I traded stocks for years, then went to forex, forex seemed a bit sketchy and unregulated, so then I just went to trading the Euro on the futures markets, then I started taking a look at index futures and liked the way they moved. I traded only ES for a few years up until this February I switched to TF.
TF has a broader daily range, more intraday volatility and a smaller tick size than ES. If your method or approach can trade either/or ~equally well and you're not moving truckloads, then TF is the better market. For me, I'm taking small swings, so more ticks (10 ticks/point vs ES 4) means a much smaller effect on P/L from commissions too. ES has TONS of volume from all the quant and HFT guys, and that causes it to trade in ugly (for my style) tight, untradeable ranges.
TF demands discipline though. It's unforgiving, and you can't bring an ego into play with it. It will run 100 ticks straight against you. TF is not for beginners.
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The TF was a more wild contract when it was on the Globex as the ER2. It's grown much more tame (read choppy) since then.
I've been trading the CL for 1.5 years now (TF/ER2 7 years before that) and don't think anyone who has switched would ever want to go back to the e-minis unless the VIX kicked up over 30 consistently again. There's a more free-flowing feel you get on the Crude contract than the e-minis. It's not bounded by the movement of a 500 or 2000 stock index which, apparently, allows it to have intraday crashes and melt-ups looking at a 5 min chart so often that the media doesn't even report them as something particularly out of the ordinary.
Your scalping method would be more like 12-20 ticks there and you could keep your stop to 5-7 ticks since you trade edge cases on limits rather than buy/sell stop into a breakout/breakdown.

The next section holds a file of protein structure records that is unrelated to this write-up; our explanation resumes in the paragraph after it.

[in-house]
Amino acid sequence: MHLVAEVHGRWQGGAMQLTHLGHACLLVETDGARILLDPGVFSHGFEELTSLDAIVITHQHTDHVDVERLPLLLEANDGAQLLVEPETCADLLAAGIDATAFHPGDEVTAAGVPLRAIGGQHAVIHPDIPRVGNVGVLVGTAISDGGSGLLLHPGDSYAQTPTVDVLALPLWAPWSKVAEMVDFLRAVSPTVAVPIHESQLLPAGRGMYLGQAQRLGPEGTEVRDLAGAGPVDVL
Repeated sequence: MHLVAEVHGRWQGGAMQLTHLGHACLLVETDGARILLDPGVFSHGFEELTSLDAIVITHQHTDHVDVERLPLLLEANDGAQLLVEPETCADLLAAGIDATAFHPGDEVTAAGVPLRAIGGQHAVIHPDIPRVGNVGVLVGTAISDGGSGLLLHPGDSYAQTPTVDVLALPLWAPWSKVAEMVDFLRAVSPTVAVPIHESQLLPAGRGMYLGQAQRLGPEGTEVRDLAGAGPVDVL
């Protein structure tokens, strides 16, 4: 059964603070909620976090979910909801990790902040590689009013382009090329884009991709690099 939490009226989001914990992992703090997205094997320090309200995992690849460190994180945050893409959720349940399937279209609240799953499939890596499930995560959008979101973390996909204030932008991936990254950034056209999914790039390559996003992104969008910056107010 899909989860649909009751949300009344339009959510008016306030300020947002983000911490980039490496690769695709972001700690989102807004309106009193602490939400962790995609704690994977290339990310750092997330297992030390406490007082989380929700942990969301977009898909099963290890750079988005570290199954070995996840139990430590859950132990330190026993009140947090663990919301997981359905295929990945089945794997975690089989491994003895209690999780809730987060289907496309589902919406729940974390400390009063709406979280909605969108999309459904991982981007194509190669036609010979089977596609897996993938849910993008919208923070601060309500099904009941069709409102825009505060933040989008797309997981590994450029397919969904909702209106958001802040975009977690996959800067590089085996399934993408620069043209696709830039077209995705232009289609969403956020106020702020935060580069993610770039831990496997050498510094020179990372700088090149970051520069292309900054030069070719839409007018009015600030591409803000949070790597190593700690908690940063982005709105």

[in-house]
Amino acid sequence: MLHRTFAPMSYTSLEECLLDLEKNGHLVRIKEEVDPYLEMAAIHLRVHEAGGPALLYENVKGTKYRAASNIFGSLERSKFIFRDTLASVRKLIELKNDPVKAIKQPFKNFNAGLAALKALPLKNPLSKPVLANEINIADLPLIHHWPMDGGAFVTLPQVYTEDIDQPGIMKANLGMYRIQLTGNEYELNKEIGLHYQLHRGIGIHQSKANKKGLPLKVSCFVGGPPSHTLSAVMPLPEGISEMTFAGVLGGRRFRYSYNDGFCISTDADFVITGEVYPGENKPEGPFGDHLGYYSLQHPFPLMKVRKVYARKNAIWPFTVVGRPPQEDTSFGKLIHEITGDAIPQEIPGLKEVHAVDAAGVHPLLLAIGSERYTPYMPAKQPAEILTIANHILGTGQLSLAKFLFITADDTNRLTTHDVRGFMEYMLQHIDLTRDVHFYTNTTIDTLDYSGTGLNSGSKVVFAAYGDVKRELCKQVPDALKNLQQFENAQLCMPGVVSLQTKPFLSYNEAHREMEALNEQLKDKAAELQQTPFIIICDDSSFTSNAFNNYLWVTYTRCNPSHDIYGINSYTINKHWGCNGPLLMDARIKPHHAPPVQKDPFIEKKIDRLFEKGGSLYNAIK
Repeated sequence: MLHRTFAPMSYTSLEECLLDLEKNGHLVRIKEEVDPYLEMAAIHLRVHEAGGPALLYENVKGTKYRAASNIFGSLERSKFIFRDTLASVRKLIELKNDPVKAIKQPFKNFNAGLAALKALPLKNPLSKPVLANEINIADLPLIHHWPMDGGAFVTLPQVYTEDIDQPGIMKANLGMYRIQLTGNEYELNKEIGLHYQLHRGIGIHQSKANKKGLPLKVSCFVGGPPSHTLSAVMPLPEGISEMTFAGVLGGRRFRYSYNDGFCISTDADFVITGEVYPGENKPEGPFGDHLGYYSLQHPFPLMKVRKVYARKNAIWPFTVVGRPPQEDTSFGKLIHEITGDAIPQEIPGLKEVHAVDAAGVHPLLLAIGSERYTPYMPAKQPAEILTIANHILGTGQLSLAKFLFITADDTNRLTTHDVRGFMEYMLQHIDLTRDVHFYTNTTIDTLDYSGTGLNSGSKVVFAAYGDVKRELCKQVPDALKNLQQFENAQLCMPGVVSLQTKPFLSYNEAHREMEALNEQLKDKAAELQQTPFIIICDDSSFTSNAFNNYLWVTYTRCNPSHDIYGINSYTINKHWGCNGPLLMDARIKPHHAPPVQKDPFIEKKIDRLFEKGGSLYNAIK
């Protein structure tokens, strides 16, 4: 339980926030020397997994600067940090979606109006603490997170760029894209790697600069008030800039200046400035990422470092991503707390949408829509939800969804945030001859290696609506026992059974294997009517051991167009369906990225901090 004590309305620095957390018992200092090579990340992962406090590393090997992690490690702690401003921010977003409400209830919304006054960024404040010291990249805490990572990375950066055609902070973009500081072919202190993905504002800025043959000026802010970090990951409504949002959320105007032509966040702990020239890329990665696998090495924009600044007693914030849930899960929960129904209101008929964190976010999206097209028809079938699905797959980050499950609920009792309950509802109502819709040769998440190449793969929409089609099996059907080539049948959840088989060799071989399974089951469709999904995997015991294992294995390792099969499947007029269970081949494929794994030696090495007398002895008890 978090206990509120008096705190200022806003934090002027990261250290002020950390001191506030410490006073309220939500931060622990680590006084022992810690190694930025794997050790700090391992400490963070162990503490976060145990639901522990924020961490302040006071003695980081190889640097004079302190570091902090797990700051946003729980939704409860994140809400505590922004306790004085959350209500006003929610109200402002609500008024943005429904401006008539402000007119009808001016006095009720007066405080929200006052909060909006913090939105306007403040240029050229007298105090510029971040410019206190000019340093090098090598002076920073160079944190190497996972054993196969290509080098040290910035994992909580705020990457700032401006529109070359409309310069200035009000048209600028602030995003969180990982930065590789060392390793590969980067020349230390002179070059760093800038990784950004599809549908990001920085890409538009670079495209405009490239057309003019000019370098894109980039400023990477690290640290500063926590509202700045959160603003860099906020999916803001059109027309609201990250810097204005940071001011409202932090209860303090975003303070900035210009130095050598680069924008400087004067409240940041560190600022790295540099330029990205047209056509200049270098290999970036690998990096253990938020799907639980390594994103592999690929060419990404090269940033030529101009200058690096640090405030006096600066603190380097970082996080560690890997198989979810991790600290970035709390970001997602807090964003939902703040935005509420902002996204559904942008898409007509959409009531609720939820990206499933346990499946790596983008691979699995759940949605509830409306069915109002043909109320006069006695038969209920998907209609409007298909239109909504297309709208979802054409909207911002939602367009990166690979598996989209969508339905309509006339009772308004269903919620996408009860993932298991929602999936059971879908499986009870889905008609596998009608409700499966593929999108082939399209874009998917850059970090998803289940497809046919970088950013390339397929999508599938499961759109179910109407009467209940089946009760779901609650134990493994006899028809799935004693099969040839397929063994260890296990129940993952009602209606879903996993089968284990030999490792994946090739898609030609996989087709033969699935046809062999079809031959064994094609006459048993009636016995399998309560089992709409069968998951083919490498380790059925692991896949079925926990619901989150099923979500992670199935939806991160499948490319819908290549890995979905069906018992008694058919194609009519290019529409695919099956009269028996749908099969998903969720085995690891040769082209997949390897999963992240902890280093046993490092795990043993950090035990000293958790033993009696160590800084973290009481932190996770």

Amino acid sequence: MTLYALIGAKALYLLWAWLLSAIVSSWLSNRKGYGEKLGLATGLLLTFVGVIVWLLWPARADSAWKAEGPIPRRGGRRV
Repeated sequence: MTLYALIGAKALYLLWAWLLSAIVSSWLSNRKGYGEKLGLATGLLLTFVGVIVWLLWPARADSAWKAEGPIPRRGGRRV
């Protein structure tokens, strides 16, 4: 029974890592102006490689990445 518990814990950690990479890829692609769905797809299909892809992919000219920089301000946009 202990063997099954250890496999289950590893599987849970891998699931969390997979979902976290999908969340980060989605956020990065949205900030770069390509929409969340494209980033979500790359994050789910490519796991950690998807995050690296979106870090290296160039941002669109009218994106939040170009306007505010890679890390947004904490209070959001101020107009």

I saw in one of your videos where you caught a big breakout on half of your position. You trailed your stop up with the comment, "I can do this all day". I think the next big breakthrough in your trading is going to be when you realize that you should be ADDING aggressively to your position with that kind of price action. Let the market catch you on the losers when your position is light and catch you in a heavy position when you're right and getting more right with each passing minute.
The most vulnerable part of the trade is the beginning because the market hasn't shown whether or not you're holding onto a loser, a winner or a great winner. For this reason, you give the market your ante for playing, not the size you can scale into, which is held in reserve (piecemeal) until more information is shown in your favor.
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I actually looked at CL the other day and was pretty impressed with how the flow of the market looked. It's something I'm planning on looking into eventually, I'm very happy with my TF trading currently though. Kinda the "If it ain't broke.... " thought process. I do like to only trade one market. I get a much more intimate feel for the behavior.
Yes, I typically add to losers and pretty much never add to winners. Certainly something to improve.
I really really appreciate you taking the time to offer some insight into areas I can improve. Thank you. Don't hesitate to speak up more!